Here is my list:

  1. In spite of feeling gloomy about the future, I’ve continued with my writing, because I felt that even in difficult times, people should concentrate on making art. I self-published my second novel, and I wrote about it here, explaining why self-publishing can be an act of resistance in and of itself.
  2. I began to translate a novel about WW I, written by Léon Werth. I am now nearing my second revision of the translation. I have submitted a chapter of it to several fine magazines and received some nice rejection letters. I will be using my translation to present a short paper on WW I writing and Hemingway at the International Hemingway Conference in Paris this summer.
  3. I’ve traveled–quite a bit. I went to Italy, to Wales, to France, to Dallas, to Boston, and some other places that I can’t remember now. Traveling is important to open up barriers, intellectual as well as political. For example, in France I learned that while we Americans thought of Emmanuel Macron as a kind of savior for the French, he was viewed with some real skepticism and even fear by his electorate. Sure, he was better than Marine LePen–but he was still an unknown quantity, and most French people I met expressed some degree of hesitation about endorsing him.
  4. I directed a play for my community theatre group. Although it was hard and very time-consuming, I discovered that I really believe in the value of community theatre, where a group of individuals come together in a selfless (for the most part) effort to bring the words and ideas of a person long dead back to life. So what if audiences are tiny? It’s the work that matters, not the reception of it.
  5. I gave a talk at the C.S. Lewis Festival, which you can read here. It was fun and stimulating, and I remembered just how much I enjoy thinking and exploring literature and the ideas that shape it.

All of these things are fine, but I think the most important thing I’ve done in the past year is going back into the classroom again, this time as a substitute to help out some friends, but also to engage in what I think of “resistance teaching.” As a substitute professor, as a lifelong learning instructor, I can engage students and encourage them to think without being bound by a syllabus or any other requirements. I can get behind the lines of bureaucratic structures and work to create an atmosphere of free discussion and intellectual exploration. It is small work, and it may not be very effective, but I have taken it on as my own work, my own idiosyncratic way of combating the heartless ignorance, the dangerous half-assed education that prevails in our society.

I have always loved the idea of Resistance Fighters. I just never thought I’d be one myself.

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On the Relationship of Myth and Story

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Image from the lotr.wiki.com

Please note: This is a very long post. It is based on a talk I gave yesterday (October 28, 2017) at the C.S. Lewis Festival in Petoskey, Michigan. Consider yourself warned!

 

The study of myth seems to me to take three different paths:

  • Anthropological / Archeological: the study of classical mythologies (Bulfinch’s Mythology, Edith Hamilton)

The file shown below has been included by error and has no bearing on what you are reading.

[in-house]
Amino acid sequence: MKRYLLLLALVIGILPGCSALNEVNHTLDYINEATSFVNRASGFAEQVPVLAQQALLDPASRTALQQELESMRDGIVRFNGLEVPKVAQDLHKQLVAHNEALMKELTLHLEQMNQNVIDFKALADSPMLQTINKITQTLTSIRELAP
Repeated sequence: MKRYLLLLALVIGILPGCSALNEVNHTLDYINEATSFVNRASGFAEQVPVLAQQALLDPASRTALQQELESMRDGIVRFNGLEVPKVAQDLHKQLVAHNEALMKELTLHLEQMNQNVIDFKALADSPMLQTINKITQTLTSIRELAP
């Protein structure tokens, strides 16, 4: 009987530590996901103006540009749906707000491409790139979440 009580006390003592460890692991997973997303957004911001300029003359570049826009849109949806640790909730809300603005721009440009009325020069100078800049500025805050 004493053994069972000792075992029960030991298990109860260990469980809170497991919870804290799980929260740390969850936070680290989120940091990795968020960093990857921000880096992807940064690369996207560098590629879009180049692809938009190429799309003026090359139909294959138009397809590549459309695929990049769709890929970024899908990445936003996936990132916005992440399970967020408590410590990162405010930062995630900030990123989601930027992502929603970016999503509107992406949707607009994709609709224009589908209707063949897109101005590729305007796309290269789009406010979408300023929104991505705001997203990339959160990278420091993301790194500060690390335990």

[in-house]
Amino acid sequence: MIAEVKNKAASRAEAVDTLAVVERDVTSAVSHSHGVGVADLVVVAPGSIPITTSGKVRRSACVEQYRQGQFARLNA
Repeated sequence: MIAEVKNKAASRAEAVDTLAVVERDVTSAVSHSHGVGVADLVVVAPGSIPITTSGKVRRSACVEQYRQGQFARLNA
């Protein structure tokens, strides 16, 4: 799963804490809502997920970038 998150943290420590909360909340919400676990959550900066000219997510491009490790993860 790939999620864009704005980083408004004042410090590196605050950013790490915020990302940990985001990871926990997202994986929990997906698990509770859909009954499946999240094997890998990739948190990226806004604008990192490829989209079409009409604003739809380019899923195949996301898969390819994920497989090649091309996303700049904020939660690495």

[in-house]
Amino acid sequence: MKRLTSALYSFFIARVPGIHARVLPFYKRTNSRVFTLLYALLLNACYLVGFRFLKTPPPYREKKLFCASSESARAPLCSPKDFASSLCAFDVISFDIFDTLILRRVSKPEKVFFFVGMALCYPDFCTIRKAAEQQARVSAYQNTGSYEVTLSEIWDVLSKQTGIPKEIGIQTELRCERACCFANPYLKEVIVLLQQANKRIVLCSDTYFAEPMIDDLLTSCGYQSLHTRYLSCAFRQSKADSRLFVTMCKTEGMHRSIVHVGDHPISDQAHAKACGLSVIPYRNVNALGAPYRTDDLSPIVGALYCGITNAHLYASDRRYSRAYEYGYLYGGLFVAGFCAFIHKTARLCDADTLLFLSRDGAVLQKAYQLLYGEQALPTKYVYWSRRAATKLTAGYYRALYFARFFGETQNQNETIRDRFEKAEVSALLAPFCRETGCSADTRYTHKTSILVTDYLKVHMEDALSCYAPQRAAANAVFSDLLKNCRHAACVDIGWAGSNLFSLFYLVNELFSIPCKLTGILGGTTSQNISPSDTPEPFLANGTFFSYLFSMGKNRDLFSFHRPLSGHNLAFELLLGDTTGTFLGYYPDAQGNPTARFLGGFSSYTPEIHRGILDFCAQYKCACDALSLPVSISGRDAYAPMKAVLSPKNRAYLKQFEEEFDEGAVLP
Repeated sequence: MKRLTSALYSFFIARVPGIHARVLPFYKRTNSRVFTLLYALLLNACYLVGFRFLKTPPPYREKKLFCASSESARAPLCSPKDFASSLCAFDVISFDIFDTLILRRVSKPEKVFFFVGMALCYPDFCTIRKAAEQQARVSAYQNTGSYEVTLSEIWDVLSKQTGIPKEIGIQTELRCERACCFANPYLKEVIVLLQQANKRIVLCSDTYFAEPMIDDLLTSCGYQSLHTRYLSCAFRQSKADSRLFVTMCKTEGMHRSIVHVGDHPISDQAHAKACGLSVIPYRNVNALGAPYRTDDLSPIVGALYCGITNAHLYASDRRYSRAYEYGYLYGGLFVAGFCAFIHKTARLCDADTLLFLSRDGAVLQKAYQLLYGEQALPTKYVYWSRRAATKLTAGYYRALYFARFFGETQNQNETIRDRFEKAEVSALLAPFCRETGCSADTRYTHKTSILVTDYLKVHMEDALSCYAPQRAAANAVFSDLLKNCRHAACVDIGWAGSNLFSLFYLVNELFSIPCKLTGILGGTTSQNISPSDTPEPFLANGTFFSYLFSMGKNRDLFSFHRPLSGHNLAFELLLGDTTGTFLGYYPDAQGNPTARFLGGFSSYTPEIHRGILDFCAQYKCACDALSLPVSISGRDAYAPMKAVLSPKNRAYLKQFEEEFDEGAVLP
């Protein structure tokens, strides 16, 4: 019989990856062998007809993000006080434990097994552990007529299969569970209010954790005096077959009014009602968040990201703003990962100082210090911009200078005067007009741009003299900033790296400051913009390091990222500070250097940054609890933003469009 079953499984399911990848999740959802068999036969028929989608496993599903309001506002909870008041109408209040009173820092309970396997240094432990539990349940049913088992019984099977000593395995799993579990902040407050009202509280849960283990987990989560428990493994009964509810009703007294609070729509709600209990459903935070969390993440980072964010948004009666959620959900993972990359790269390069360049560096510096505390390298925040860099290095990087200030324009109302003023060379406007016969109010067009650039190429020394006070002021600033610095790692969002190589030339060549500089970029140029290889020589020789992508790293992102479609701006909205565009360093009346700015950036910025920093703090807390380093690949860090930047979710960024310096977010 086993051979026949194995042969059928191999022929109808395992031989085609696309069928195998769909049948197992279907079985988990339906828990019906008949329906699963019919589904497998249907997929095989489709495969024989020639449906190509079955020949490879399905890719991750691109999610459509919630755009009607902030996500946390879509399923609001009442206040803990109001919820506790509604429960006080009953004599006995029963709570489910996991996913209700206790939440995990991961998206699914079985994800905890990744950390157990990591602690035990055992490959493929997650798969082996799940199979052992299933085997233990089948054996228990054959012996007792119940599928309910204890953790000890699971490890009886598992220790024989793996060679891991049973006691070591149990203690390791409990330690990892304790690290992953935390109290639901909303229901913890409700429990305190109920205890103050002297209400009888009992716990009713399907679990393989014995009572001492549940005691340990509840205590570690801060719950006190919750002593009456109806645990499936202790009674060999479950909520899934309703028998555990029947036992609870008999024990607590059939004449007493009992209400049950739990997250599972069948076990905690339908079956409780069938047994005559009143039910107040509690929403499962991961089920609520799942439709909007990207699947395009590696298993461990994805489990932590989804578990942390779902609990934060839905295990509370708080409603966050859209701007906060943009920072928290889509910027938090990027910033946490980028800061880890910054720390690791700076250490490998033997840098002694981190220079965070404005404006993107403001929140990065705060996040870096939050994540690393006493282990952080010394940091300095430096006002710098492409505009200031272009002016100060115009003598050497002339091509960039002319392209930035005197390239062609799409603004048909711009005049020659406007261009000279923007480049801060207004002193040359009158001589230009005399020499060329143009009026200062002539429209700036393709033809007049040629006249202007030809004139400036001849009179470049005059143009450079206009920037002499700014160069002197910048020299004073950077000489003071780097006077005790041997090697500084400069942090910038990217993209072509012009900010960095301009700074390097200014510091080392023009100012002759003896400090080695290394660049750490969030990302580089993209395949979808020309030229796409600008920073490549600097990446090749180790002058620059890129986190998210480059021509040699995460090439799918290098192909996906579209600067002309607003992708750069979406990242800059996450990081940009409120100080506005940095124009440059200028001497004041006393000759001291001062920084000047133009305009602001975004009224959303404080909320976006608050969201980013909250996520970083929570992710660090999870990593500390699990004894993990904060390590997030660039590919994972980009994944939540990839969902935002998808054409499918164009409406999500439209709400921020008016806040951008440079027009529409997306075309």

• Religious / Transcendent: the spiritual meaning of myth (Karen Armstrong, Joseph Campbell, Sigmund Freud)
  • Structuralist: the study of the same structures that recur in myths (Northrop Frye, Joseph Campbell, Roland Barthes)

This is all interesting, but I would like to back up a moment. I feel like I’ve arrived a dinner party, and that somehow I missed the first two courses. I feel as if I might get some kind of mental indigestion if I don’t start over at the very beginning.

The fact is, I want to know something more fundamental about myth and its function.

  • I want to know what it is and how it works.
  • Specifically, I want to know what distinguishes myth from other forms of story-telling.

Because for me, Story-Telling is what distinguishes human beings, homo sapiens, from all other species on this planet, as far as we know.

  • Studies have shown that crows have memories
  • Studies have shown that chimpanzees use tools
  • Philosophers are now beginning to agree that animals do indeed have consciousness

But we—we should be known not as homo sapiens (wise man, the man who knows), but as homo narrans—the speaking man, the man who tells, who narrates—story-telling man.  Because it is clear to me that we humans communicate largely through story-telling, and this story-telling function, this tendency to rely on narration, is what makes us human.

I’m going to ask you to bear with me for a little while as I tease this out. I’d like to say that by the end of this essay, I’ll have some answers to the questions I posed (what is myth, and how does it work, and what is the difference between a really good story and a myth)—but I’m pretty sure I won’t. I may, however, ask some more questions that might eventually lead me to some answers.

So here goes. To begin with, a few people who weigh in on what myth is and what it does:

Roland Barthes, the French post-structuralist literary theorist, says that myth is a type of speech, a system of communication, a kind of message. In a way, Barthes and JRR Tolkien are not really different on this point, incredible as it is to think of Barthes and Tolkien agreeing on anything at all, much less something so important to each of them.

  • They are both incredibly passionate and devoted to the concept of language